Image of 51 Eri b (indicated by arrow) in the near-infrared, 1.65 microns.
A little behind the times on this one, but we finally managed to discuss the exciting discovery of a young, Jupiter-like planet in a Jupiter-like orbit by the Gemini Planet Imager (GPI) team at journal club today.
Using high-precision optical instrumentation and some sophisticated data processing to block out the host star’s glare, the team was able to directly image the planet 51 Eri b in infrared wavelengths.
No mean feat, given that the star is more than a million times brighter than the planet and is only one ten-thousandth of a degree away in the sky. This is a little like trying to see the glow of a firefly in the end zone against the glare of a football stadium light from the 50 yard line when the two are separated by the width of a human hair*.
51 Eri b is only 20 million years old, so it’s much hotter and glows much more brightly than our own Jupiter-like planets, making it easier to see. Jupiter-like planets tend to cool in a more-or-less well-behaved way that depends partially on their masses — bigger planets start out hotter. However, the planet is much cooler than predicted by some planet formation models, which provides strong constraints on the ways in which gas giants form.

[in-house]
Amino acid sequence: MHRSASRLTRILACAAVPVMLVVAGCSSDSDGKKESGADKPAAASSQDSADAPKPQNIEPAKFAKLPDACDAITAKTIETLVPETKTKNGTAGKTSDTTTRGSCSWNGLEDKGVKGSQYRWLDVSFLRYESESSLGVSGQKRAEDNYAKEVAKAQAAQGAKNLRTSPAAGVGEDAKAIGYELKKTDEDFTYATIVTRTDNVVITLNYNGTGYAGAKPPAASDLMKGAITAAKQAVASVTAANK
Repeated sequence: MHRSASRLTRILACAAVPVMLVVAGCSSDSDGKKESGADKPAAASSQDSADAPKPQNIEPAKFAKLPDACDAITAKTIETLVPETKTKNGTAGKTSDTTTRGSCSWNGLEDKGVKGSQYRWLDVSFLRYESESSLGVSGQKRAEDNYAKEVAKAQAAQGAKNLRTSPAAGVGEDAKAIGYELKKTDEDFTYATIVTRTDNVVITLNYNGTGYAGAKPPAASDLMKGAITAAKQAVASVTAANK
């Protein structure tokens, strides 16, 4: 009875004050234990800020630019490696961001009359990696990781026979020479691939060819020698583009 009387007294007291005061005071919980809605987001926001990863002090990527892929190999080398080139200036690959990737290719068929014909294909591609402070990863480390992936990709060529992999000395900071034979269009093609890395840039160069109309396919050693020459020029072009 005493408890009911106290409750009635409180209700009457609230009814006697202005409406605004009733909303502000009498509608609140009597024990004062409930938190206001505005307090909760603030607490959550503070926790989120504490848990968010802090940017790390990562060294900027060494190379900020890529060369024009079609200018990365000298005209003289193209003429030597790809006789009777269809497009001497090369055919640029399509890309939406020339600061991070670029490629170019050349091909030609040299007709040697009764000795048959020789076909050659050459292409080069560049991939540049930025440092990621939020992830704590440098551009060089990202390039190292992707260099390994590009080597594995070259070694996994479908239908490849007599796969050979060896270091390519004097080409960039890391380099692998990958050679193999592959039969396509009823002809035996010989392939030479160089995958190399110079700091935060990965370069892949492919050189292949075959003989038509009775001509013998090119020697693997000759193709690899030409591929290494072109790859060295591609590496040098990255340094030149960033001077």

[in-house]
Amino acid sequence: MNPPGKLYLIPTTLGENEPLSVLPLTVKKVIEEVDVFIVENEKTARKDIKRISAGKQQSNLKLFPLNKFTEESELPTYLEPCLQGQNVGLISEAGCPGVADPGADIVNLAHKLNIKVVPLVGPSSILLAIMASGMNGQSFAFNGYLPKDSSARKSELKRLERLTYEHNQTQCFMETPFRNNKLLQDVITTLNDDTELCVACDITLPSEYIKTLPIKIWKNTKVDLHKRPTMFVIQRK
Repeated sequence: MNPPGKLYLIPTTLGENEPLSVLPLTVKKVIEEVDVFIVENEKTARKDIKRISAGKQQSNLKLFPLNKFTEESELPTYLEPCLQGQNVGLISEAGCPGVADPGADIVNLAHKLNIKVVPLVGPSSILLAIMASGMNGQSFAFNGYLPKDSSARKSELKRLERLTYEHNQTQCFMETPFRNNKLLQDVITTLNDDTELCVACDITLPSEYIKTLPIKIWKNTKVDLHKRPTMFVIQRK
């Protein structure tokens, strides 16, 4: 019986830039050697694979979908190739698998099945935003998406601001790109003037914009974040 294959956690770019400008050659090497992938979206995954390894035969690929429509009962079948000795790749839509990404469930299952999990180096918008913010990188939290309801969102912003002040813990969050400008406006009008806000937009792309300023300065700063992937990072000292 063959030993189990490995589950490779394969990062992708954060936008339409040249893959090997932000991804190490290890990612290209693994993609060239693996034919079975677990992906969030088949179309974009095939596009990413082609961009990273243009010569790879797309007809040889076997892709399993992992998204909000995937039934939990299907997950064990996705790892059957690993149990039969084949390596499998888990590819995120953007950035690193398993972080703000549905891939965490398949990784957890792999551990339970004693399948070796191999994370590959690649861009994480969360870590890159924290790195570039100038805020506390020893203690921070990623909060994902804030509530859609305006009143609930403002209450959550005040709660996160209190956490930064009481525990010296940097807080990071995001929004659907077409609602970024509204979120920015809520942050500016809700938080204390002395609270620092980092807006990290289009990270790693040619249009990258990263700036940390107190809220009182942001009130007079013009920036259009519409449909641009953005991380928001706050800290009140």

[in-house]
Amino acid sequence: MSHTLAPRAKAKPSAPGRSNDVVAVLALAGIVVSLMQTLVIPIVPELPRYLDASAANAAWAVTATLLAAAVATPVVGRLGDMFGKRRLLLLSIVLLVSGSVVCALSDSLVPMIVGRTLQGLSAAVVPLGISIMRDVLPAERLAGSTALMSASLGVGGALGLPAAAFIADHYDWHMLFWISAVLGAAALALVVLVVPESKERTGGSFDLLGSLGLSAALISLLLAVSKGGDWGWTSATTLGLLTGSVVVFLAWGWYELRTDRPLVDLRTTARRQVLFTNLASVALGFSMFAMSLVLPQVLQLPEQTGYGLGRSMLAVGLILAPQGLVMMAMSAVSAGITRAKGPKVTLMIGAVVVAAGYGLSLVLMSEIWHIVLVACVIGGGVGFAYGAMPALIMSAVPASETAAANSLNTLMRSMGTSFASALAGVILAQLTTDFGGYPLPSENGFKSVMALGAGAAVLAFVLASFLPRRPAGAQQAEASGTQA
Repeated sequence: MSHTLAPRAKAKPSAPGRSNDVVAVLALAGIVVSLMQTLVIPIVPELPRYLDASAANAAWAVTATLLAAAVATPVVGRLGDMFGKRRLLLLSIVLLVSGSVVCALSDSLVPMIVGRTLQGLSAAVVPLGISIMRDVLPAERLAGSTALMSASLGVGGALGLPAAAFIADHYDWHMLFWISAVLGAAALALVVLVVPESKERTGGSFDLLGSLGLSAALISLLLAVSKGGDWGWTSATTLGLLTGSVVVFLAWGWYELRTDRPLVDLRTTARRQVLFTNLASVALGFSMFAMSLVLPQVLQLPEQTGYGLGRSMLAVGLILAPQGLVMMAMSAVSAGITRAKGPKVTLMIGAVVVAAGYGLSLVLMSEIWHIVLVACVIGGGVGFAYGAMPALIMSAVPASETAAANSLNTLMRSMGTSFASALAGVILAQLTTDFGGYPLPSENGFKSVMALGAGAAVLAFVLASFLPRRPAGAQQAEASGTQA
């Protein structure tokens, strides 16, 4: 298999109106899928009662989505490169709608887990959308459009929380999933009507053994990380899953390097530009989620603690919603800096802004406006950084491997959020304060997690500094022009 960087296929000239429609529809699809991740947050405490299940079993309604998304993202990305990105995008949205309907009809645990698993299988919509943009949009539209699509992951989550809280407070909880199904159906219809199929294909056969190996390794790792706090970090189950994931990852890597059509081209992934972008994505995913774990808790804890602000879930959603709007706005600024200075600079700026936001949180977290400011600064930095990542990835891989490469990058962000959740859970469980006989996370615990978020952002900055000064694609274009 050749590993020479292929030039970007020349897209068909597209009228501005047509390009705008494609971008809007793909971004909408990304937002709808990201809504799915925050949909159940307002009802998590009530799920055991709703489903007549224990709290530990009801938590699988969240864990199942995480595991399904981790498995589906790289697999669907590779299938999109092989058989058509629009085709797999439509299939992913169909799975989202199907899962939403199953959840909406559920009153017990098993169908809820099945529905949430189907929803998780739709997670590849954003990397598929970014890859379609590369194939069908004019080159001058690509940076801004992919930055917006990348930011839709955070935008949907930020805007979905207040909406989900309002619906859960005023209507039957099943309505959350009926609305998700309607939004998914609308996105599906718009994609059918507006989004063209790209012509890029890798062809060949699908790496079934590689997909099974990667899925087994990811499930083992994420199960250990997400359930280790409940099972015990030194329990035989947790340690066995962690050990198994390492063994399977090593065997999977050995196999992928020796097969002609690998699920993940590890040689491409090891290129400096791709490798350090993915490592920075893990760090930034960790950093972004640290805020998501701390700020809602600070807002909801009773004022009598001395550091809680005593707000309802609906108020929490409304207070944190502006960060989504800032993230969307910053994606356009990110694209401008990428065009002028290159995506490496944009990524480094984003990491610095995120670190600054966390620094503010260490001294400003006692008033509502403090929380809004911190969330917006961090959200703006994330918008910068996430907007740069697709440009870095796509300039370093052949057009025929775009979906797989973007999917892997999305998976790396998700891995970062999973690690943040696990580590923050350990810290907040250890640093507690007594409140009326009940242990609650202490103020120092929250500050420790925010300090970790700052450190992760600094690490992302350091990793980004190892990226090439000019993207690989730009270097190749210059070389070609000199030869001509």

So using 51 Eri b’s estimated temperature, 700 K (400 C) and age, Macintosh et al. put its mass somewhere between 2 and 12 Jupiter masses — solidly in the planet category.
The GPI observations also show us the planet has methane and water in its atmosphere. In fact, the methane detection for this planet is the most prominent so far seen for an exoplanet, according to Macintosh.
The GPI instrument is positioned to find many more planets like this one in the coming years, so expect lots of exciting results in the next few years.
Today’s journal club attendees included Jennifer Briggs, Hari Gopalakrishnan, Tyler Gordon, and Emily Jensen.
*Macintosh et al. estimate 51 Eri b’s luminosity is about 1 millionth that of our Sun. Wikipedia indicates the star 51 Eri is about 5 times brighter than our Sun. I had a lot of trouble finding the luminosity of a firefly — this page is the best I could do, and it estimates that one firefly emits about 2 mW. Stadium lights look to emit about 1,000 W, so that gives my factor of one million in luminosity.
51 Eri b has a projected separation from its host star of 13 AU, and the star is about 96 light years away, giving an angular separation of about 2 microradians. A human hair is about 100 microns across, so it would subtend 2 microradians from a distance of about 50 yards.